After equality, science is the greatest authority we look up to. As such, the release of any study, no matter how mindless its methods or trivial its findings, is greeted by the press like an oracular pronouncement.

Last week, for example, the magazine Science published a study which found that “Conservatives report, but liberals display, greater happiness.” A quick search through Google News reveals more than a hundred news stories about it, including articles in The New York Times, The Washington Post and Time (to its credit, The Wall Street Journal chose to ignore the study).

The nature of happiness is a question that has preoccupied—and eluded—some of the greatest minds. Aristotle reasoned about human nature and its place in the cosmos. Aquinas reflected on the nature of God and man’s place in the divine order. Now come the authors of this study, who measure happiness, among other ways, by the prevalence of happier emoticons on Twitter and more “intense facial action in the muscles around the eyes” in one’s LinkedIn profile pictures.

To their credit, the authors acknowledge that “it would be a mistake to infer from our data that liberals are ‘objectively’ happier than conservatives.” All they claim to have discovered is that “political liberals exhibited more frequent and intense happiness-related behavior than political conservatives.” Because our social science cannot grasp the nature of happiness, it restricts itself instead to the study of frivolity, which it labels “happiness-related behavior.”

The Limits of Conservatism

Even if one were to grant the researchers their own tenuous conclusion, the study would not prove that conservatism or liberalism are the cause of these varying degrees of happiness and of happiness-related behavior. As any student learns on the first day of Stats 101, correlation is not causation. For example, the divorce rate in Maine correlates almost perfectly with per-capita consumption of margarine in the United States.

Given the inherently limited nature of the conservative worldview, it is in fact doubtful that it could, on its own, make conservatives happy. Conservatism is a political theory—not a comprehensive philosophy. It does not purport to answer life’s most important questions. In fact, it refuses to do so, believing that such matters are the proper domain of religion or philosophical inquiry.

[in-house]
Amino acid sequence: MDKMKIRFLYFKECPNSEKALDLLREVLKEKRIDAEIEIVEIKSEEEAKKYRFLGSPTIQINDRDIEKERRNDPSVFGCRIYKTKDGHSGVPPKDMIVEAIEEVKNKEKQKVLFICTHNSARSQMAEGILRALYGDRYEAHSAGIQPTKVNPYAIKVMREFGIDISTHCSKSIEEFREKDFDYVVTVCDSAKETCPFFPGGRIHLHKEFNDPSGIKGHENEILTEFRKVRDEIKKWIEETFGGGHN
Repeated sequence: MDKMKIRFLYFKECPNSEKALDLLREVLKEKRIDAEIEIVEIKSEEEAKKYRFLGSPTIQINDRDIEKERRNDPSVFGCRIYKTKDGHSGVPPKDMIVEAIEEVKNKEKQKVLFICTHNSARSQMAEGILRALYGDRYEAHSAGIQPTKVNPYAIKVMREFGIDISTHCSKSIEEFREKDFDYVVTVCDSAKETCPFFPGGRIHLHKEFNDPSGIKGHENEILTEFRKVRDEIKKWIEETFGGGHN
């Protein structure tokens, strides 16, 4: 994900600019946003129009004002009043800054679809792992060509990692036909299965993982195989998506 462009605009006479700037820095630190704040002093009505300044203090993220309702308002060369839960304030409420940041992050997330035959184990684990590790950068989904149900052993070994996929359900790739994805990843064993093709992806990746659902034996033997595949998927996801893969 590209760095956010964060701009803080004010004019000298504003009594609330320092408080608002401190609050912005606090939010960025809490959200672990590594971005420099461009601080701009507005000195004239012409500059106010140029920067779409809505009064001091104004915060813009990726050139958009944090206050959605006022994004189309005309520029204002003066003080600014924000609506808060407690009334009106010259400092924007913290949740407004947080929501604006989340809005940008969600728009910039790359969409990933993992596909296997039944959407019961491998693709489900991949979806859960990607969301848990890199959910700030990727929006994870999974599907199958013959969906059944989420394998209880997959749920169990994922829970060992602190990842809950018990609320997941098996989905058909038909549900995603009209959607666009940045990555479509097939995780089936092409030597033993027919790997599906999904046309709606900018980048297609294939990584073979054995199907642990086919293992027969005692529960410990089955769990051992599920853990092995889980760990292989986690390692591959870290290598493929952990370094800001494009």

In other words, you cannot simply be a conservative. You can have a conservative temperament and espouse conservative political positions, but conservatism, on its own, cannot and does not pretend to define a person. For example, Bill Buckley’s Catholic faith loomed larger in his life than his conservatism. As my colleague, Lee Edwards, likes to say: “Man does not live by politics alone.”

Liberalism, by contrast, has broader reach. While it does not claim to be a comprehensive way of life—in fact, it aspires to be resolutely non-judgmental in matters of private conduct—it does seem to function as one for many liberals. If, as some have argued, modern liberalism is a secular religion which gives the religious impulse a non-theistic outlet, then one would expect to find many liberals who espouse liberalism with religious zeal. A visit to any elite college campuses provides ample confirmation that this is indeed the case.

Ultimately, of course, human nature cuts across political divisions. Liberals, like conservatives, will by and large find their happiness in family, friendship, faith, vocation, and community. While it’s certain that your political ideology will affect how you perceive these realms—for example, is marriage a sacred union or a repressive patriarchal institution?—such an analysis lies beyond the purview of the social sciences.

To understand the influence of our political ideologies on happiness would require us to think about how particular ideas shape the mind and characters of citizens. As John Locke wrote: “The ideas and images in men’s minds are the invisible powers, that constantly govern them; and to these they all universally pay a ready submission.” In this regard, Plato, Publius and Tocqueville are surer guides than Twitter feeds.

Should Governing Be Fun?

Ultimately, the study’s greatest flaw lies in its complete failure to recognize the seriousness of statecraft. For one of their measures of happiness, the researchers looked at the prevalence of emotional language in the Congressional Record and of smiling behavior in the “Congressional Pictorial Directory.” They found “it was liberal politicians who tended to more frequently express positive emotional language, smiling more intensely, and smile more genuinely.”

It is one thing to wonder whether liberal citizens are happier than conservative citizens, and quite another to suggest that deliberating about the highest affairs of state should be fun. Members of Congress swear an oath to “support and defend the Constitution of the United States against all enemies, foreign and domestic.” On their shoulders rests the great burden of administrating the affairs of the government.

Why should reading daily intelligence reports on the latest weapons acquisition by ISIS make a congressman happy? Why should attending a classified briefing on the progress of Iran’s ballistic missile tests make a member of the House of Representatives smile? And why should a senator use “joviality-related words” in a floor debate about the $50 trillion in unfunded liabilities for Medicare and Social Security?

Given the momentous challenges facing the country and the current state of the world, it would be unbecoming of an elected official to discharge his official duties in a gleeful manner. The U.S. Congress is not the Del Boca Vista condo board.

While we Americans believe that all are entitled to pursue happiness, we should not be so childish as to believe that some must not sacrifice part—if not all—of their happiness for us to enjoy ours.

Originally published in The Federalist